Work in Sports
Sixers befuddled as Pacers click on all cylinders
Posted: Tuesday May 09, 2000 11:01 AM
By Marty Burns, Sports Illustrated
INDIANAPOLIS -- Sixers center Matt Geiger was leaning back in his locker stall, feet up on a chair and sun glasses perched atop his clean-shaven head, after his team's loss to the Pacers in Game 2 of the Eastern Conference semifinals Monday night.
"It's confusing," said Geiger, referring to the way Indiana has been able to shred their normally-stout defense in the first two games to take a commanding 2-0 lead in their best-of-seven series. "This isn't who we are. They're getting too many open looks. It's so uncharacteristic of us. It's not Sixers basketball. We're letting guys score too easily. That's why we're getting our butts kicked."
Geiger couldn't have been more apt -- both in his words and his state of recline.
The Pacers have knocked the Sixers on their tails with their hot shooting and crisp execution on the offensive end so far. Consider:
In the first two games Indiana has scored 108 and 103 points, respectively, on 49.4 percent and 48.7 percent shooting from the floor. During the regular season Philadelphia ranked seventh-best in the league in points allowed (93.4) and defensive field goal percentage (43.5 percent).
The Pacers hit 11-of-21 (52.4 percent) from three-point range in Game 1 and 8-of-21 (38.1 percent) in Game 2. During the season Philly limited foes to 35.6 percent shooting beyond the arc.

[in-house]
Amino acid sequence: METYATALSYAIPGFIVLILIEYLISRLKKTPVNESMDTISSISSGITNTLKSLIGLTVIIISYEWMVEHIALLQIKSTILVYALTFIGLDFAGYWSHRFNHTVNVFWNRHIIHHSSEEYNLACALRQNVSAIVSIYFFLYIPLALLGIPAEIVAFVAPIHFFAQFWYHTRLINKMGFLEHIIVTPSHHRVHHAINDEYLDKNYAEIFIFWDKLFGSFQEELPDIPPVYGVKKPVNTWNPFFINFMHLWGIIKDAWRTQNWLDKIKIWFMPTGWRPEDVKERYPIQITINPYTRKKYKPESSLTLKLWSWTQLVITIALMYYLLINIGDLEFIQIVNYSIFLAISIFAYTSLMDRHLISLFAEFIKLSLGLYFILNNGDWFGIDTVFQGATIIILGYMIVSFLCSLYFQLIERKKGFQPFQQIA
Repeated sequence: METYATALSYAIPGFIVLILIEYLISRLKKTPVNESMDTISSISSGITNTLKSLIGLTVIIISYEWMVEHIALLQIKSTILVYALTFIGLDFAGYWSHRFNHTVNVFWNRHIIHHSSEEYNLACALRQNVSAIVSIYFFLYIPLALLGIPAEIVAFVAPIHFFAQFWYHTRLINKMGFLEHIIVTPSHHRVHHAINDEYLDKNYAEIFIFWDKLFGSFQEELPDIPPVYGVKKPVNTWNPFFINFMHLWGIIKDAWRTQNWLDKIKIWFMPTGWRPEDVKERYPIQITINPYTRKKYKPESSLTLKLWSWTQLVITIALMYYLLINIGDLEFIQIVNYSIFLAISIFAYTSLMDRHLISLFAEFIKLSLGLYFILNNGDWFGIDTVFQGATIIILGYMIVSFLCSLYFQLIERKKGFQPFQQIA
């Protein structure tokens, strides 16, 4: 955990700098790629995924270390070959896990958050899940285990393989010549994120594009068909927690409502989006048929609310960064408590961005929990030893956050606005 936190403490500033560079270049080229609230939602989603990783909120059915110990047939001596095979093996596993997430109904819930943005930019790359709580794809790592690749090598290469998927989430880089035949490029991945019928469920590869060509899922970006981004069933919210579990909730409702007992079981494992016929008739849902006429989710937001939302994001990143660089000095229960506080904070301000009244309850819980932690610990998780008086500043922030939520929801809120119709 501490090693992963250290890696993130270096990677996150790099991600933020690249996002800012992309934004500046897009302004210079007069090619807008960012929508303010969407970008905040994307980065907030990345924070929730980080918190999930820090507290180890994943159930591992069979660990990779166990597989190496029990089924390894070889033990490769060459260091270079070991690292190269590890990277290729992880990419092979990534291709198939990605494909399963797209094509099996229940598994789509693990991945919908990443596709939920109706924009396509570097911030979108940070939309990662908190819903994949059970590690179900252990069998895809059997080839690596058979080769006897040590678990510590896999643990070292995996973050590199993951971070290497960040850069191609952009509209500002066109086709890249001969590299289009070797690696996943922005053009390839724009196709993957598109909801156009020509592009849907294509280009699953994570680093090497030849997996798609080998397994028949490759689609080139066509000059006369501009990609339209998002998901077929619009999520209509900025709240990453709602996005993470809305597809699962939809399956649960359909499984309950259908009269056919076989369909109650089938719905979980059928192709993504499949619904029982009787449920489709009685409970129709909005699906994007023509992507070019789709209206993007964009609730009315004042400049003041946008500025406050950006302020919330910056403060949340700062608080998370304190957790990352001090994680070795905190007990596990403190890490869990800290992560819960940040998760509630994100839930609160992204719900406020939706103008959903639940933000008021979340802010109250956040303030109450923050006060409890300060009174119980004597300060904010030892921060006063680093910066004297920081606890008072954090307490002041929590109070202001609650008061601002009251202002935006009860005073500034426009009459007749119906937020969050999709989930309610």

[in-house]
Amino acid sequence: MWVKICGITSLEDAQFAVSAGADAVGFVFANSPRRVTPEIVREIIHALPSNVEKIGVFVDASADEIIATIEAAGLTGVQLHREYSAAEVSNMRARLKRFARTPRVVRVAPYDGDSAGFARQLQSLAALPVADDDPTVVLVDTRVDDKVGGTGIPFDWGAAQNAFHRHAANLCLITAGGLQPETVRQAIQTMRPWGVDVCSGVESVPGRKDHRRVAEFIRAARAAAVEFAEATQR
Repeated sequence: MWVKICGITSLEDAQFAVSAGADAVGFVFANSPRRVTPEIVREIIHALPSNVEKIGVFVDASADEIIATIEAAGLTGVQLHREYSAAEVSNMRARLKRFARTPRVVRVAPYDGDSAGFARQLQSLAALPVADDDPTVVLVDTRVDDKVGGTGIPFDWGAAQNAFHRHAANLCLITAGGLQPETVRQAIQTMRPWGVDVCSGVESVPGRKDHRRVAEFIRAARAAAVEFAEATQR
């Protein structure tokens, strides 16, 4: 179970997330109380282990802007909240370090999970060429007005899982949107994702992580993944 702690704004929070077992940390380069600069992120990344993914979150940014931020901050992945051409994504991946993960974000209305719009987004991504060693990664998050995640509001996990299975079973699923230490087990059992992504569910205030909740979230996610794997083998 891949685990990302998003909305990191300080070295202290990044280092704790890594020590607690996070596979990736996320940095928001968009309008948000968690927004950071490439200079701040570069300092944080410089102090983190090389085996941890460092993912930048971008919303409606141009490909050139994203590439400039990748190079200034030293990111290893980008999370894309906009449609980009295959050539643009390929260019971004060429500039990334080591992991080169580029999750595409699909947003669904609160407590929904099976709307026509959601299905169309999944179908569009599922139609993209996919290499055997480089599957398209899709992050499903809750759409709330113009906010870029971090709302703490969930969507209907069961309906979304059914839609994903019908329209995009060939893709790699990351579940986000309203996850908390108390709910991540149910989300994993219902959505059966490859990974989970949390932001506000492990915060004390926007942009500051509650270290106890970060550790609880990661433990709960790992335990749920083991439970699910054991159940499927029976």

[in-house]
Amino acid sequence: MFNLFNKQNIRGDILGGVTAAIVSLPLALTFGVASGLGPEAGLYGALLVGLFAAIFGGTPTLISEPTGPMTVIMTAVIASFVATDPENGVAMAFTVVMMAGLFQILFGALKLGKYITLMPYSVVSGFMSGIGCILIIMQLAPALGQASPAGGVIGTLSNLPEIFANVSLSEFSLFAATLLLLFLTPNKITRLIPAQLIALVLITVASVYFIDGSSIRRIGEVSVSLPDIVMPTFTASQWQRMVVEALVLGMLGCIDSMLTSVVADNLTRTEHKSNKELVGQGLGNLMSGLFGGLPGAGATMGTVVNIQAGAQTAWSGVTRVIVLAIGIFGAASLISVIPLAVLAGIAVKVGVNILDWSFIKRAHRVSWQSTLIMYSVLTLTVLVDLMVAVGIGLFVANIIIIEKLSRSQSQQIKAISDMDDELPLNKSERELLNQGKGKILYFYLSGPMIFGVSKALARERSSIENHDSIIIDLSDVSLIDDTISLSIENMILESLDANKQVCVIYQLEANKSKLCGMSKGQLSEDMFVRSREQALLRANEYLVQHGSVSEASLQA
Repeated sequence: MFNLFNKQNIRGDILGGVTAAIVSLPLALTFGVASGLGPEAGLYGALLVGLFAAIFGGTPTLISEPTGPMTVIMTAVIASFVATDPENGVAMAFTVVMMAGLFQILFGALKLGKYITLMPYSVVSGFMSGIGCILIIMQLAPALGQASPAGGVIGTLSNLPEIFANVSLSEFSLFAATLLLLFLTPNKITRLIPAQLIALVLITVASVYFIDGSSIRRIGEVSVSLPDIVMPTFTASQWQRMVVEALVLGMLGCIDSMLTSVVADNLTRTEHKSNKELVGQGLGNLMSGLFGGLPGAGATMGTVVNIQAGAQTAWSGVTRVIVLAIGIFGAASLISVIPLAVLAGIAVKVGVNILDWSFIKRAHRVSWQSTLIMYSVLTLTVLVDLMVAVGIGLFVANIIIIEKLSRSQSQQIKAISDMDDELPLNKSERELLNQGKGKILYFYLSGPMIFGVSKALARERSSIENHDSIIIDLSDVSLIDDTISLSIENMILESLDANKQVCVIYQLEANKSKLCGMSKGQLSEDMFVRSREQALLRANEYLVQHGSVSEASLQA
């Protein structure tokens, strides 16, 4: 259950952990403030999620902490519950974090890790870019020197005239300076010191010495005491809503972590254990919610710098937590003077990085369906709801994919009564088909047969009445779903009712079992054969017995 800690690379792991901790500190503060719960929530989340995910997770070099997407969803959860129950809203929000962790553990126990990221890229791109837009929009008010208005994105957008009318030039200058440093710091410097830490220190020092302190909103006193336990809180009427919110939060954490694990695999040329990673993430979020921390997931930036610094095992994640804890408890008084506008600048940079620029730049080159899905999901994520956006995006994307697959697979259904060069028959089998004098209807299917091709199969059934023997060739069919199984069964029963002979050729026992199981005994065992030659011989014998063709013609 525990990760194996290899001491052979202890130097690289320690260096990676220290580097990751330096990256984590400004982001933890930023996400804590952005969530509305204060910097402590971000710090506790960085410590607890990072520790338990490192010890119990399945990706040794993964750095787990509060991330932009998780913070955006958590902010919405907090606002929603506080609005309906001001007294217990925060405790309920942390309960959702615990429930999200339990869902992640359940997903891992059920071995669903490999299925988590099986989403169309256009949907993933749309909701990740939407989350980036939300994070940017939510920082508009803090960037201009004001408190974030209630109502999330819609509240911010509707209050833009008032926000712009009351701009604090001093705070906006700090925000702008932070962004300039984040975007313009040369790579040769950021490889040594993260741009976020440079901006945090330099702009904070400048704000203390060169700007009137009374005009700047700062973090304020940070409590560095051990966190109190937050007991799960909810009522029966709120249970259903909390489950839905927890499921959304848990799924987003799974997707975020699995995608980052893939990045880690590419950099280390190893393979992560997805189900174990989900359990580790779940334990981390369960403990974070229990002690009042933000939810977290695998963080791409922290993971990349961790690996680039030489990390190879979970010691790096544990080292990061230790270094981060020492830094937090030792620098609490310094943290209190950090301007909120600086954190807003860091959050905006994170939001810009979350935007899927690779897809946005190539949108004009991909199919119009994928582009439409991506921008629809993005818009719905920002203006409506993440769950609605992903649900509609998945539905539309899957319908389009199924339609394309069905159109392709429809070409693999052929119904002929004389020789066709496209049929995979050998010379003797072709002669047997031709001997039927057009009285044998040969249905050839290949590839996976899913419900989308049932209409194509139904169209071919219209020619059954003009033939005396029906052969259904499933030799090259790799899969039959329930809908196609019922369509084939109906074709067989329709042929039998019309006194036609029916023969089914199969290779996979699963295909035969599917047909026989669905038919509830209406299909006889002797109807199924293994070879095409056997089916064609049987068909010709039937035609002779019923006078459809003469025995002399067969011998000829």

The Sixers lost despite outrebounding the Pacers 42-37 in Game 1 and 39-38 in Game 2. Philadelphia also won the turnover battle in Game 2, committing 12 to Indiana's 15.
Normally Philly goes after teams defensively like a pit bull goes after a postman. But the Pacers have turned them into neutered beagles, spreading the floor and running hot-shooting scorers Reggie Miller and Jalen Rose off screens to get them countless open looks at the basket.
"We're not getting it done defensively," forward George Lynch admitted. "Personally, Jalen Rose is having his way with me. I've got to do a better job. But as a team we're not playing well either. They're hitting their shots, and getting comfortable. We've got to find a way to take them out of their comfort zone."
The Sixers thought they had the problem figured out after Game 1. After allowing Miller and Rose to take target practice en route to their 40-40 performance, Philadelphia vowed to get a hand in their faces.
For the most part they did so Monday night, but the Pacers simply swung the ball and found the open man. They probed the middle with Rik Smits (14 points). They hit Austin Croshere (playoff career high 20 points) behind the three-point arc. They even set up Mark Jackson in the post, where he took advantage of Allen Iverson for two easy layups in the second half.
"They know each other so well. They're playing well together," forward Toni Kukoc added. "They're just in synch. Everybody's doing their thing. They found their shooters when they were open. They took advantage of matchups. And it's working well."
Though the Sixers seem to have few answers right now, they can take hope in the fact that the series now shifts back to the First Union Center for the next two games.
The Pacers' precision half-court offense relies heavily on screens for their shooters and the Sixers hope that the referees might watch them more closely. "They're moving on a lot of their screens," Lynch says. "But we can't rely on the calls. We've just got to do a better job of fighting through them."
If not, the Sixers will be down and out for the season.